Ed Yong at Not Exactly Rocket Science has a great post about science reporting and the problems with supposed objectivity. It’s well argued, and I think the way it’s framed (reporters should not necessarily be “on the side” of scientists, but rather on the side of truth) is perfect. He also makes a point that I think should be hammered into the skulls of reporters (of all types, not just science reporters):
I once talked to a reporter who had done a straightforward report of a fairly dodgy paper and asked him why he had gone down that route, when he clearly knew enough to critique the study in more detail. He said that he couldn’t find a scientist who was willing to comment on the obvious areas of criticism.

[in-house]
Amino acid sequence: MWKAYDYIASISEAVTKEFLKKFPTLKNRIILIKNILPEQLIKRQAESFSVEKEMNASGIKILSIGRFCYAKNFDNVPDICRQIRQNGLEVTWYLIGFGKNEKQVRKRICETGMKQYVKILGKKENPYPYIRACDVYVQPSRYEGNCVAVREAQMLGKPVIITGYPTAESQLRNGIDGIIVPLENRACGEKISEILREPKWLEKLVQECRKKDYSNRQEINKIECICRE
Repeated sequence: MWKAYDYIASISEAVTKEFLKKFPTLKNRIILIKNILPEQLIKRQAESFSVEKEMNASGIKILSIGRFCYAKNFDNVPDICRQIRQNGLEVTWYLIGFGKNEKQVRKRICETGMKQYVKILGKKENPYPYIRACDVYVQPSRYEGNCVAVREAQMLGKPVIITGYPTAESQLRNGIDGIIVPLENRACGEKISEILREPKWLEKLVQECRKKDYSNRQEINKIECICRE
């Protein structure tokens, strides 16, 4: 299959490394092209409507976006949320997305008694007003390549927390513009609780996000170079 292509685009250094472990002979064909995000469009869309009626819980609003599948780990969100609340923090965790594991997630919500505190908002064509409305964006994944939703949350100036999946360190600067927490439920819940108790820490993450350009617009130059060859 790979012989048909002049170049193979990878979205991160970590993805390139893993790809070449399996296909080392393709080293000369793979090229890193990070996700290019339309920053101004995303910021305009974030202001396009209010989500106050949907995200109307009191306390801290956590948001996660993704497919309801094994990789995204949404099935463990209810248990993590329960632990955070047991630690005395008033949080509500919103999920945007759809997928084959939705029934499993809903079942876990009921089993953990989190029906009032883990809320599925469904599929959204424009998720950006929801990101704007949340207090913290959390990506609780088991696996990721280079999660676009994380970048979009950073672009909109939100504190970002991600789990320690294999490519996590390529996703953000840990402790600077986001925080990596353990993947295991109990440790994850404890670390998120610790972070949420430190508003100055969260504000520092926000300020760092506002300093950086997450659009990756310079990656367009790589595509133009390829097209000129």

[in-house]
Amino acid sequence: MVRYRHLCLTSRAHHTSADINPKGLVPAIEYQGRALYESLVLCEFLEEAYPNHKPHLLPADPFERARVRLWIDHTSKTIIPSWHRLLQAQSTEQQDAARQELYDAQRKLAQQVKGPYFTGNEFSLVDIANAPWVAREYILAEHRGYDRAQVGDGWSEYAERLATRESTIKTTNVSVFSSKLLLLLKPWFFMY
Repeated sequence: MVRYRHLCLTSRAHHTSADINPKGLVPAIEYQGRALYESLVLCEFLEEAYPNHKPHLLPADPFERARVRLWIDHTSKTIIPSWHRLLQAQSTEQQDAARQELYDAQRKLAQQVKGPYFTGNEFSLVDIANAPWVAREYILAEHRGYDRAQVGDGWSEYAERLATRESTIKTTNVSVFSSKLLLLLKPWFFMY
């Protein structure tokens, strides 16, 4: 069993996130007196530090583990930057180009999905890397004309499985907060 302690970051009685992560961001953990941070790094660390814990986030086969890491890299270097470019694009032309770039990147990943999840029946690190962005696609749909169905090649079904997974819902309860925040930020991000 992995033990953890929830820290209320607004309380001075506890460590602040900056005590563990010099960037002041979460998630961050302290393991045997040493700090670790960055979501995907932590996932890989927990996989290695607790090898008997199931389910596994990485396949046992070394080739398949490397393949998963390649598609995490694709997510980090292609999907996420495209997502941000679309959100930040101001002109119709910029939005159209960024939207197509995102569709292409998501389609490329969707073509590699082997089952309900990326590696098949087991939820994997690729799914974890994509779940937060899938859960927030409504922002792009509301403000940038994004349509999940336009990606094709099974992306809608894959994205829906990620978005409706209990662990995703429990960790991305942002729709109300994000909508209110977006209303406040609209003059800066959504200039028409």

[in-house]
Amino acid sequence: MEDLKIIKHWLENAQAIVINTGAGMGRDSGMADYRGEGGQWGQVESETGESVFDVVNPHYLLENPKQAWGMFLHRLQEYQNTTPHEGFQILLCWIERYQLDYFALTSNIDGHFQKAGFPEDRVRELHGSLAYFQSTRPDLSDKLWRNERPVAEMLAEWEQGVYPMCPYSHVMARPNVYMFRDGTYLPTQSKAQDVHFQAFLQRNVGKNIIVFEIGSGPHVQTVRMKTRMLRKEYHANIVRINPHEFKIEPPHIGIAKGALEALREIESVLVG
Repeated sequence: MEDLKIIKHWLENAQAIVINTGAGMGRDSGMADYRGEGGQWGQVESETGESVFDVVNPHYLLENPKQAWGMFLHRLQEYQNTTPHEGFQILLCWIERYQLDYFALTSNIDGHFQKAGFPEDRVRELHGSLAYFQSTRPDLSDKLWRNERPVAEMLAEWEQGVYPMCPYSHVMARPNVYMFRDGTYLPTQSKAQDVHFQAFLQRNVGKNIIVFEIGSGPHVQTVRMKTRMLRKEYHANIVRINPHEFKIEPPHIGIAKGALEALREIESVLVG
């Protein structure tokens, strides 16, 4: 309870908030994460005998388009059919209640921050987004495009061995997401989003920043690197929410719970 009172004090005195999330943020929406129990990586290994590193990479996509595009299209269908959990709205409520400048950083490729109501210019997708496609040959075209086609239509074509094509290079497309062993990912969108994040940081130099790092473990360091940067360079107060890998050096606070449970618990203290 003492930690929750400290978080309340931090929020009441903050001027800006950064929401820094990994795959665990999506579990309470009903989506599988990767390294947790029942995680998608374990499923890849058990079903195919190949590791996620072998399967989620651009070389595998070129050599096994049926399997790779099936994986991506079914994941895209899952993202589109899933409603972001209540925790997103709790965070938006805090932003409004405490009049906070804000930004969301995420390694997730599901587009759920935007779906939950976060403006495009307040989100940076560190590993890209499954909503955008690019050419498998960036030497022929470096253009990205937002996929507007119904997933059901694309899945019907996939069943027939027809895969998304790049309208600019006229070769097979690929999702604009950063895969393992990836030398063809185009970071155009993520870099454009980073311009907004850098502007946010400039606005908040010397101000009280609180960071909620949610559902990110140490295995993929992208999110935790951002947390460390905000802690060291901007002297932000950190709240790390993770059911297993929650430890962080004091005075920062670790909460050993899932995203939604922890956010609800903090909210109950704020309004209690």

This is the point where the quest for “objectivity” crosses the line from a noble discipline to what’s virtually a breach of ethics. Hunting for quotes to tell the story you want to tell is ludicrous. It can lead to people censoring stories they know exist because they can’t get someone else to tell it! At its worst, it leads to people twisting what their interviewees say because they’ve already made up their minds about the angle[...]
This is not about doing it all yourself without seeking outside opinions. The critical thing is that an outside opinion doesn’t need to be an opposing one. If you call up other scientists to comment on a study, and they all think it’s good, then that’s grand. You might find that if you ask actual experts, rather than the attention-seeking ones, you might get at what the actual debates are.
Yeah, what he said.